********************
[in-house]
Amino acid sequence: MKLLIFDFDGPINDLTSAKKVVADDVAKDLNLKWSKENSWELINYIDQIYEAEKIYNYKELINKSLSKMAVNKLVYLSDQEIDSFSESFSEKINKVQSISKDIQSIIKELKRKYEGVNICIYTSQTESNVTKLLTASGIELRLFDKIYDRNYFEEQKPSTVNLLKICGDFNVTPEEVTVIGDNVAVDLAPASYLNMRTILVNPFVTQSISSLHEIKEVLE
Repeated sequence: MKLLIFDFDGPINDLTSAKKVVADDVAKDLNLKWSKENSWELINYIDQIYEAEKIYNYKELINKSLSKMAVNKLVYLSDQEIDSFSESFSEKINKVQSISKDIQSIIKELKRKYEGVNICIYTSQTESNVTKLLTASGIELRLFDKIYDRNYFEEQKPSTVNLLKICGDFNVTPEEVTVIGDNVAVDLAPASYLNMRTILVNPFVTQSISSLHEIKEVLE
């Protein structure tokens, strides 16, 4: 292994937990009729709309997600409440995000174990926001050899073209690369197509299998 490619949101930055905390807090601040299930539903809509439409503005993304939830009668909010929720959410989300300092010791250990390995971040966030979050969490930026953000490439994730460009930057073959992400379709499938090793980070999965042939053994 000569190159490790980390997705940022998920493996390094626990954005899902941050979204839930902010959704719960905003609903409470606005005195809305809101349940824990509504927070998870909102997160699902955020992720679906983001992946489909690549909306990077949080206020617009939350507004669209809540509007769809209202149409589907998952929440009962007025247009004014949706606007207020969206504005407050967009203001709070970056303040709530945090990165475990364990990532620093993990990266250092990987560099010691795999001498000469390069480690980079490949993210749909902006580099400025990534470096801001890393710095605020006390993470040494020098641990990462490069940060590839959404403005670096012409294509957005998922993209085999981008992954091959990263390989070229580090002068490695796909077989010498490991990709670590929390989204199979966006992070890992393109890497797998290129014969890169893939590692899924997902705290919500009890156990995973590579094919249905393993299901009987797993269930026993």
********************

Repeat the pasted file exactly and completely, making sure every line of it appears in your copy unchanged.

[in-house]
Amino acid sequence: MKLLIFDFDGPINDLTSAKKVVADDVAKDLNLKWSKENSWELINYIDQIYEAEKIYNYKELINKSLSKMAVNKLVYLSDQEIDSFSESFSEKINKVQSISKDIQSIIKELKRKYEGVNICIYTSQTESNVTKLLTASGIELRLFDKIYDRNYFEEQKPSTVNLLKICGDFNVTPEEVTVIGDNVAVDLAPASYLNMRTILVNPFVTQSISSLHEIKEVLE
Repeated sequence: MKLLIFDFDGPINDLTSAKKVVADDVAKDLNLKWSKENSWELINYIDQIYEAEKIYNYKELINKSLSKMAVNKLVYLSDQEIDSFSESFSEKINKVQSISKDIQSIIKELKRKYEGVNICIYTSQTESNVTKLLTASGIELRLFDKIYDRNYFEEQKPSTVNLLKICGDFNVTPEEVTVIGDNVAVDLAPASYLNMRTILVNPFVTQSISSLHEIKEVLE
């Protein structure tokens, strides 16, 4: 292994937990009729709309997600409440995000174990926001050899073209690369197509299998 490619949101930055905390807090601040299930539903809509439409503005993304939830009668909010929720959410989300300092010791250990390995971040966030979050969490930026953000490439994730460009930057073959992400379709499938090793980070999965042939053994 000569190159490790980390997705940022998920493996390094626990954005899902941050979204839930902010959704719960905003609903409470606005005195809305809101349940824990509504927070998870909102997160699902955020992720679906983001992946489909690549909306990077949080206020617009939350507004669209809540509007769809209202149409589907998952929440009962007025247009004014949706606007207020969206504005407050967009203001709070970056303040709530945090990165475990364990990532620093993990990266250092990987560099010691795999001498000469390069480690980079490949993210749909902006580099400025990534470096801001890393710095605020006390993470040494020098641990990462490069940060590839959404403005670096012409294509957005998922993209085999981008992954091959990263390989070229580090002068490695796909077989010498490991990709670590929390989204199979966006992070890992393109890497797998290129014969890169893939590692899924997902705290919500009890156990995973590579094919249905393993299901009987797993269930026993």